The number of demonstration events in Central America and the Caribbean was high last week. Another round of unrest occurred in Haiti last week. International Women’s Day on March 8 sparked protests across the region; in Nicaragua, police repressed any attempts of demonstration by women. Meanwhile, gang violence continues across the region, with no significant changes in trends last week.
In Haiti, demonstrations by police officers demanding the recognition of their union erupted again last week. Demonstrators blocked roads with burning tires and overturned cars. They used tear gas on government buildings to force civil servants to vacate them, as part of their operation called “closing state offices” (AlterPresse, 10 March 2020).
In Mexico, the country-wide protests for commemorating International Women’s Day led to a considerable increase of protest activity in comparison to previous weeks, resulting in the highest number of weekly recorded demonstration events since January 2019. Women demonstrated for equality and protection against violence in all 32 states. While the majority were peaceful protests, some demonstrations turned violent when participants destroyed public infrastructure, such as in Pachuca (El Independiente de Hidalgo, 9 March 2020, Excelsior, 8 March 2020; Pagina 24 Zacatecas, 9 March 2020). On March 9, further protests took place and women workers and students across the country did not attend regular activities as part of the strike called “A day without us.” In some states marches continued throughout the week (La Jornada, 9 March 2020).
Women also gathered in El Salvador, Guatemala, Honduras, Nicaragua, and Panama to protest for women’s rights. In Nicaragua, where the president declared political demonstrations as illegal in 2018 (La República, 29 September 2018), police officers were deployed near women’s organizations, houses of women’s rights defenders, and churches to deter protests by women (La Prensa, 08 March 2020). In the capital, Managua, the headquarters of the feminist organization ‘La Corriente’ was surrounded by at least 10 police patrols and the officers prevented the women from marching, with multiple reports of attacks against protesters by police officers (Trinchera Online, 9 March 2020).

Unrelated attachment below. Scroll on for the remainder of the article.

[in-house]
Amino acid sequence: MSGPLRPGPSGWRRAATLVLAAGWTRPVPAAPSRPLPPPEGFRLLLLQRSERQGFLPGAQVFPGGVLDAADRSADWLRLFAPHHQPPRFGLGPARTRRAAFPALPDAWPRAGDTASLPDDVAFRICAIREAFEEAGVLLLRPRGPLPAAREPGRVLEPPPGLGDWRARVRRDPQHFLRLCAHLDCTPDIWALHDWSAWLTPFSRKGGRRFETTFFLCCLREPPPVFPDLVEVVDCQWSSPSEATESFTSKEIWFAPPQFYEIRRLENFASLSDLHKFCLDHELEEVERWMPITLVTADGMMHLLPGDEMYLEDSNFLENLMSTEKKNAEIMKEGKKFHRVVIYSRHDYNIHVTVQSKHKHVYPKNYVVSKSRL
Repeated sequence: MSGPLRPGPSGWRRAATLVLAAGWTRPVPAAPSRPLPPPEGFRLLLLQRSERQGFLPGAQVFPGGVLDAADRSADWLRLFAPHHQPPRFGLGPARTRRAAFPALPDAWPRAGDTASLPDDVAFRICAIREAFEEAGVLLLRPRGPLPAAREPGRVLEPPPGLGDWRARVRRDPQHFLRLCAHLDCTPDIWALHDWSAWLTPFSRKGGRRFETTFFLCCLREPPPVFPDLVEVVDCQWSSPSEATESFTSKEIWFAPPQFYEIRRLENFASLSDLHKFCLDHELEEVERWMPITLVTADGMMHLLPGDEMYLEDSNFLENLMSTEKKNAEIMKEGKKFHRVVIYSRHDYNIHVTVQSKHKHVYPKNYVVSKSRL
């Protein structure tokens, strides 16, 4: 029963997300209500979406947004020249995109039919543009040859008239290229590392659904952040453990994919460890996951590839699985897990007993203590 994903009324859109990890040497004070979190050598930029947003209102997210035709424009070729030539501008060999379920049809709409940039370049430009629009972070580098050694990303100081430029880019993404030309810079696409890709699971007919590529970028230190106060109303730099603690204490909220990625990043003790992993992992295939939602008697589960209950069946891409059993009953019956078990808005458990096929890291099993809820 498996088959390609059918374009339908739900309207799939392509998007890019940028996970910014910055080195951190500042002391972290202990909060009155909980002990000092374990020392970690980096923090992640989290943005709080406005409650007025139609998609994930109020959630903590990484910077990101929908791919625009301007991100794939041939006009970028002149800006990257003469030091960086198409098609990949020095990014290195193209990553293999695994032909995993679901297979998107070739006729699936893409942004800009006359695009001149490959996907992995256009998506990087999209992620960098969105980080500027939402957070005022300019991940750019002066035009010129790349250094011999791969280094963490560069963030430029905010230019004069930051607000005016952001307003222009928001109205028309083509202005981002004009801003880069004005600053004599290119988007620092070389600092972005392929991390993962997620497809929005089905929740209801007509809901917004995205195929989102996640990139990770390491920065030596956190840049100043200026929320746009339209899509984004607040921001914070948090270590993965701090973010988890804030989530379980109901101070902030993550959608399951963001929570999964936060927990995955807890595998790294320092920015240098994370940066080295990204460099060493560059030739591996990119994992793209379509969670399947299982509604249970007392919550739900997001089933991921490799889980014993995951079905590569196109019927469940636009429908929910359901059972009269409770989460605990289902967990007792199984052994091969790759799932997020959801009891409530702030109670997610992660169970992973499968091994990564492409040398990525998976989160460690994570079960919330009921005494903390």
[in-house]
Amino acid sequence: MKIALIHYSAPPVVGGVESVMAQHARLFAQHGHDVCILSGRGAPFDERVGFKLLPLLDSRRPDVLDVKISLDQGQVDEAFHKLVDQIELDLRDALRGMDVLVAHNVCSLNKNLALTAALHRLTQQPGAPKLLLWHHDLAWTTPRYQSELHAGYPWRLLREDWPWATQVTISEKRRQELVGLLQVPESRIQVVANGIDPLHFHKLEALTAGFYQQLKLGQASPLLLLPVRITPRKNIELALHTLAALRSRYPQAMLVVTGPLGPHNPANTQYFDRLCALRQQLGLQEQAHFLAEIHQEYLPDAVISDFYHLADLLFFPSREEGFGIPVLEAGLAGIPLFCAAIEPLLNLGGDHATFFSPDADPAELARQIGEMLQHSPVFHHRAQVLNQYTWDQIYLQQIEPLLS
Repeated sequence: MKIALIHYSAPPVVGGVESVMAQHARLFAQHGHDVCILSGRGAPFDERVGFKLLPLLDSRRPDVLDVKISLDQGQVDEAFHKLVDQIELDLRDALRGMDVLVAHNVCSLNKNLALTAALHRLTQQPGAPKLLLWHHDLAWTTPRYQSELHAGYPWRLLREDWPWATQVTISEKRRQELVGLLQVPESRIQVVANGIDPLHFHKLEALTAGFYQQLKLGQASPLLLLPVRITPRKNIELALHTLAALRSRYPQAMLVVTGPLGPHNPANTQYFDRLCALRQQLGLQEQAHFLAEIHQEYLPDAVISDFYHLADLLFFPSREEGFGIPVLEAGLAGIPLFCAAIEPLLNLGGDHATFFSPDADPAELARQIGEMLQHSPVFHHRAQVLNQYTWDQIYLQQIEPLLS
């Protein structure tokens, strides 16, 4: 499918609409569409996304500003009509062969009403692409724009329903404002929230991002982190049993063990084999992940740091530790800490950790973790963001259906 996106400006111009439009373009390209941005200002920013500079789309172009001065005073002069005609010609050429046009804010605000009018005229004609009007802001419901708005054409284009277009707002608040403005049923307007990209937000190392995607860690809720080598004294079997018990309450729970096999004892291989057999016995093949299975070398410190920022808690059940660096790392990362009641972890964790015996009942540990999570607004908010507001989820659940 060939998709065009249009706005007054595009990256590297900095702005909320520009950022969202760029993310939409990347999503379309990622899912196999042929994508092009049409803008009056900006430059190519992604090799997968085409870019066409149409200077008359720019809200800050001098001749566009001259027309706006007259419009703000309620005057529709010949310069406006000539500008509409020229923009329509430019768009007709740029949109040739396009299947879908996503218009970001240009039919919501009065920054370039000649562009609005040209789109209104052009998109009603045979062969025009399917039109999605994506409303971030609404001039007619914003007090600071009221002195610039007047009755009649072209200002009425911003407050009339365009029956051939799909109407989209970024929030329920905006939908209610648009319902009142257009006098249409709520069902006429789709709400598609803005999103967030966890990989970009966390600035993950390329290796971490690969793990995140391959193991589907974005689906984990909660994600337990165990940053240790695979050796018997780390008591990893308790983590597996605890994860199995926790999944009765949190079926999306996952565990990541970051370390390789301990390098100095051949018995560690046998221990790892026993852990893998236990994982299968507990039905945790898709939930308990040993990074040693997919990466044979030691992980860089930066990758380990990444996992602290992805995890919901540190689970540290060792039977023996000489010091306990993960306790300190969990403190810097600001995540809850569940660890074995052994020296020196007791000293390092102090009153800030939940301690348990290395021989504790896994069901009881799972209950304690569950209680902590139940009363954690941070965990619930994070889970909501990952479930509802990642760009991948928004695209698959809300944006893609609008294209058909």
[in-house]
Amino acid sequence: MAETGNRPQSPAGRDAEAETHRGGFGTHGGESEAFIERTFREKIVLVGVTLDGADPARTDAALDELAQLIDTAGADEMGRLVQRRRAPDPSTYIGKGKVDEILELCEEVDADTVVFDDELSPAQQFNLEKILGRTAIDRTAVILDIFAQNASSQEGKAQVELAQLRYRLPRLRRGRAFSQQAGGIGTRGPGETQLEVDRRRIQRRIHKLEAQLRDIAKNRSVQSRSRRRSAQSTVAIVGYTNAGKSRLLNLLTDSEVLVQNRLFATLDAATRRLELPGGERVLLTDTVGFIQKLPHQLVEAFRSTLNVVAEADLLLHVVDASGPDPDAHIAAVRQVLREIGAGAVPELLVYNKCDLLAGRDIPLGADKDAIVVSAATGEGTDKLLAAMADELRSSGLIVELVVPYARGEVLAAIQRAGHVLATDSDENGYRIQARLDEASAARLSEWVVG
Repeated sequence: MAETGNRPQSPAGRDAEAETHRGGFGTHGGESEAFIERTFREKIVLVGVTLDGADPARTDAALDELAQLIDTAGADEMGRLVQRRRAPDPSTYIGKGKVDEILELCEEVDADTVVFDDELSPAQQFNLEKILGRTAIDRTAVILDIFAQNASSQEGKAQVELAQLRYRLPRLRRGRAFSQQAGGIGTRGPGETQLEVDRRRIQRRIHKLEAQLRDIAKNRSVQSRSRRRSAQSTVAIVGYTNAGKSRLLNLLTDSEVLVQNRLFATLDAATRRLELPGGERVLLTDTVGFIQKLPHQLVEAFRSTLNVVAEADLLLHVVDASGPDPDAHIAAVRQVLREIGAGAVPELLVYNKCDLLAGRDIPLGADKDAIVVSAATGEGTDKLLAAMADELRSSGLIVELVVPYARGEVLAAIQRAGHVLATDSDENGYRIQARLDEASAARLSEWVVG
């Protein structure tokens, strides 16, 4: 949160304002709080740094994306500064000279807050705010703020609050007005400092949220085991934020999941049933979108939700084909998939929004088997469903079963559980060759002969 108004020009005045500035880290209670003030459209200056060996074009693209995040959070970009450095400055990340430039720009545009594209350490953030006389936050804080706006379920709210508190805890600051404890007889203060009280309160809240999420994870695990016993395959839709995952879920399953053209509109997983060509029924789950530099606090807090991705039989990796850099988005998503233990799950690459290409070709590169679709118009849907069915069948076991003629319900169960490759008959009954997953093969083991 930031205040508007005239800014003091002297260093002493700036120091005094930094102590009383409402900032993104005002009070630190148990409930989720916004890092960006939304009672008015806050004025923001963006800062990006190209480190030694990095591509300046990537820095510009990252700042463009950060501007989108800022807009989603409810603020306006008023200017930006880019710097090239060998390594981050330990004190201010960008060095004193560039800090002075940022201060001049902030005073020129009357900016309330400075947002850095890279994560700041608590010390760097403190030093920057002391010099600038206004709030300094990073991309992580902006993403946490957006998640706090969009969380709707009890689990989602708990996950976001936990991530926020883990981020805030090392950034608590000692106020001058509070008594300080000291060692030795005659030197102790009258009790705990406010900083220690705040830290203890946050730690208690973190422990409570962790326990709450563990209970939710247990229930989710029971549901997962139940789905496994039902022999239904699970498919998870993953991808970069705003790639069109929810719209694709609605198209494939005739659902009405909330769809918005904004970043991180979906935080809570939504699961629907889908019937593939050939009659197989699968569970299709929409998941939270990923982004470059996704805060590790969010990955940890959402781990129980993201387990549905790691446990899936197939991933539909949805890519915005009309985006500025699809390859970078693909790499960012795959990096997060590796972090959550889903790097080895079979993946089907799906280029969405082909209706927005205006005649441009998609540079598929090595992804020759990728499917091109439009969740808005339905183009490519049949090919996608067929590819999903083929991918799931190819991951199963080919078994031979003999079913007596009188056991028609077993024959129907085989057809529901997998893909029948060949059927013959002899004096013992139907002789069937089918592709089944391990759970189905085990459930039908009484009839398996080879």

The coronavirus pandemic sparked protests in Costa Rica, where protesters claimed that the continuing lack of access to water in some neighborhoods increases their risk of exposure to the virus. In Honduras, health professionals protested demanding more equipment and supplies necessary to deal with the pandemic (Proceso Digital, 12 March 2020).
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